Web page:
Weathering and Mass Movements

Weathering and Mass Movements

This article deals with ‘Weathering and Mass Movements.’ This is part of our series on ‘Geography’ which is important pillar of GS-1 syllabus . For more articles , you can click here


  • Weathering is the action of elements of weather  over earth materials  to reduce them to fragmental state.
  • Very little or no motion take place in them & process is in-situ.
  • There are three major groups of weathering processes :
    1. Chemical
    2. Physical or mechanical
    3. Biological  weathering processes.

1. Chemical Weathering

a. Solution

  • When something is dissolved in water  , it is called solution.

b. Hydration

  • Hydration is the chemical addition of water. Minerals take up water and expand
  • Calcium sulphate takes in water and turns to gypsum, which is more unstable  

c. Oxidation & Reduction

  • Oxidation means a combination of a mineral with oxygen to form oxides or hydroxides.  Eg : Oxidation of  iron to form rust
  • When oxidised minerals are placed in an environment where oxygen is absent, reduction takes place. Such conditions exist usually below the water table, in areas of stagnant water and waterlogged ground. 

d. Carbonation

  • Carbonation leads to dissolution of Carbon Dioxide into water to form Carbonic Acids which will dissolve calcium and magnesium compounds

2. Physical Weathering

Physical Weathering is the disintegration of rock mainly induced by elements of weather and natural forces.

Physical weathering can be further divided into following categories :-

  • Gravitational forces such as overburden pressure, load and shearing stress.
  • Expansion forces due to temperature changes => Rocks expand during day and contract during night in arid and semi-arid regions=> the rocks  crack and eventually splits up.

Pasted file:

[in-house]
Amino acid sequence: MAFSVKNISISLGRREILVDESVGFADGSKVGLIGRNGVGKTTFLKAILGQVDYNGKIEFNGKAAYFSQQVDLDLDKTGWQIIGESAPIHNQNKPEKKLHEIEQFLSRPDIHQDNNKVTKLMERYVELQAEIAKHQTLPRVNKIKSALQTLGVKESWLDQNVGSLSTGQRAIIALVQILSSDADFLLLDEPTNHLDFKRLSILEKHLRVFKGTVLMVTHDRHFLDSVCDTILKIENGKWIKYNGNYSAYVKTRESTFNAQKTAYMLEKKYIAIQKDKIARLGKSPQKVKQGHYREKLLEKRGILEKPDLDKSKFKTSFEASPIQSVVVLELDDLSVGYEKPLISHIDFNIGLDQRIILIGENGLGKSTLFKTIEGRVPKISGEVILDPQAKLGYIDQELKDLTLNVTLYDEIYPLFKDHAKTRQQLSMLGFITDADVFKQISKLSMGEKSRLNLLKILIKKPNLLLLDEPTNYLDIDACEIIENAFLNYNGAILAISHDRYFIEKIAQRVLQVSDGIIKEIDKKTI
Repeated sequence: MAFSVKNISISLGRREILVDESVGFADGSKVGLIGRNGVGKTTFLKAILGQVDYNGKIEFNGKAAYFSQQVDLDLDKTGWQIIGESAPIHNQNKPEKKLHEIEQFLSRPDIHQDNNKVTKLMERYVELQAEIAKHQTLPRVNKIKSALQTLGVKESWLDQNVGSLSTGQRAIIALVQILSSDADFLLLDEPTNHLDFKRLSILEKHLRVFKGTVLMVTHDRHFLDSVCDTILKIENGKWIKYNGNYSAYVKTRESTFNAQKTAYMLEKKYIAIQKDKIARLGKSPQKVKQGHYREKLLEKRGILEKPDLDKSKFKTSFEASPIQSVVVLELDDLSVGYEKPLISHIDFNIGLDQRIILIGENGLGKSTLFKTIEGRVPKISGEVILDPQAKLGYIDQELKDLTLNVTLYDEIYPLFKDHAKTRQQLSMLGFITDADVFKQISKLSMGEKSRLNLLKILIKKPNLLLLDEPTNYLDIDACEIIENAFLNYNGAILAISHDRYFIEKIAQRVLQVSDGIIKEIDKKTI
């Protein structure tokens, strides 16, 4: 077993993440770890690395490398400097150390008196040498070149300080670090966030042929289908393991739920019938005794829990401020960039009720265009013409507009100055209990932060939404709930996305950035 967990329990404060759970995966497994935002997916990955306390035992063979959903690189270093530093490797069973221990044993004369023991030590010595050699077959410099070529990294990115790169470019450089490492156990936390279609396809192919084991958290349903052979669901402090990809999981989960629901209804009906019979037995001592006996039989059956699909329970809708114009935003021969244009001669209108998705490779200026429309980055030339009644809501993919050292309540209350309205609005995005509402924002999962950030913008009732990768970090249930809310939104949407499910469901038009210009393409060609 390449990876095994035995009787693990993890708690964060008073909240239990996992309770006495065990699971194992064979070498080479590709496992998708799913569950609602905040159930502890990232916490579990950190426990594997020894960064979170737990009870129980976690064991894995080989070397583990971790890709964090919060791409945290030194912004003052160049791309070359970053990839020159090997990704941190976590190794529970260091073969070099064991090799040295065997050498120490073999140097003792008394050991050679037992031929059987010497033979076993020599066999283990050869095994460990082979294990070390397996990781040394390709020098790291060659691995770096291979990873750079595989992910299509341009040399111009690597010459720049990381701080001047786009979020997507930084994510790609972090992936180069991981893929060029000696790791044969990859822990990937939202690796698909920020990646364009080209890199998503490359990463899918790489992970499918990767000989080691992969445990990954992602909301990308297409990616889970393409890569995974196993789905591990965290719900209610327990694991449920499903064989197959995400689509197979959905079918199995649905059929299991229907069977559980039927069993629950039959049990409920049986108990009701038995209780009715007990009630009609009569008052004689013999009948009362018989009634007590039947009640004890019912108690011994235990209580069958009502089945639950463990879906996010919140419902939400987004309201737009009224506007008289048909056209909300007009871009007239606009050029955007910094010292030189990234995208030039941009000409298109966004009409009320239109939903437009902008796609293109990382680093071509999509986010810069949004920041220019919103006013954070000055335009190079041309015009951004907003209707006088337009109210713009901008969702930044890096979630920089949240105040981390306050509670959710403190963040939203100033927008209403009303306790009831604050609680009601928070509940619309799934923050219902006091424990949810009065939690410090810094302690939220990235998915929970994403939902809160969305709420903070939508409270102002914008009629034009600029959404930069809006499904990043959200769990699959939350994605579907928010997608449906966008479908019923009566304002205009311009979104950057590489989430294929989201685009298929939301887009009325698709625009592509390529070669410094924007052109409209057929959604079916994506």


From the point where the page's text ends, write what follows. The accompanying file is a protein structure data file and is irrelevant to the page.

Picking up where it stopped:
• Exfoliation : Rocks generally heat or cool more on the surface layers. The alternate changes in temperature could cause their outer layers to peel off from the main mass of the rock in concentric layers just as the skin of an onion.
  • Frost wedging : when water freezes, it expands. As water expands between the rock wedges expand, it puts great pressure on rocks resulting in weathering.
  • Water  pressures controlled by wetting and drying

3. Biological Weathering

Weathering due to growth or movement of organisms.

  • Burrowing &wedging by organisms like earthworms, termites, rodents etc. => exposing  new surfaces to chemical attack  
  • Human beings by disturbing vegetation, ploughing and cultivating soils=> this creates  new contacts 
  • Plant roots exert great pressure breaking rocks apart.

Importance of Weathering

Ecological Importance

  • Weathering is the initial stage in the formation of soil. It breaks down the initial rock mass into smaller fragments thus preparing the rock material for the formation of soil.
  • Trees are able to ‘mine’ essential nutrients such as calcium through their association with symbiotic mycorrhizae through small pores in the mineral soil, which is possible only due to weathering.
  • Erosion, with the aid of weathering, helps in mass wasting and reduction of relief. This leads to modifications in various landforms.

Economic Importance

  • It leads to the formation of various natural resources such as clay used in making bricks.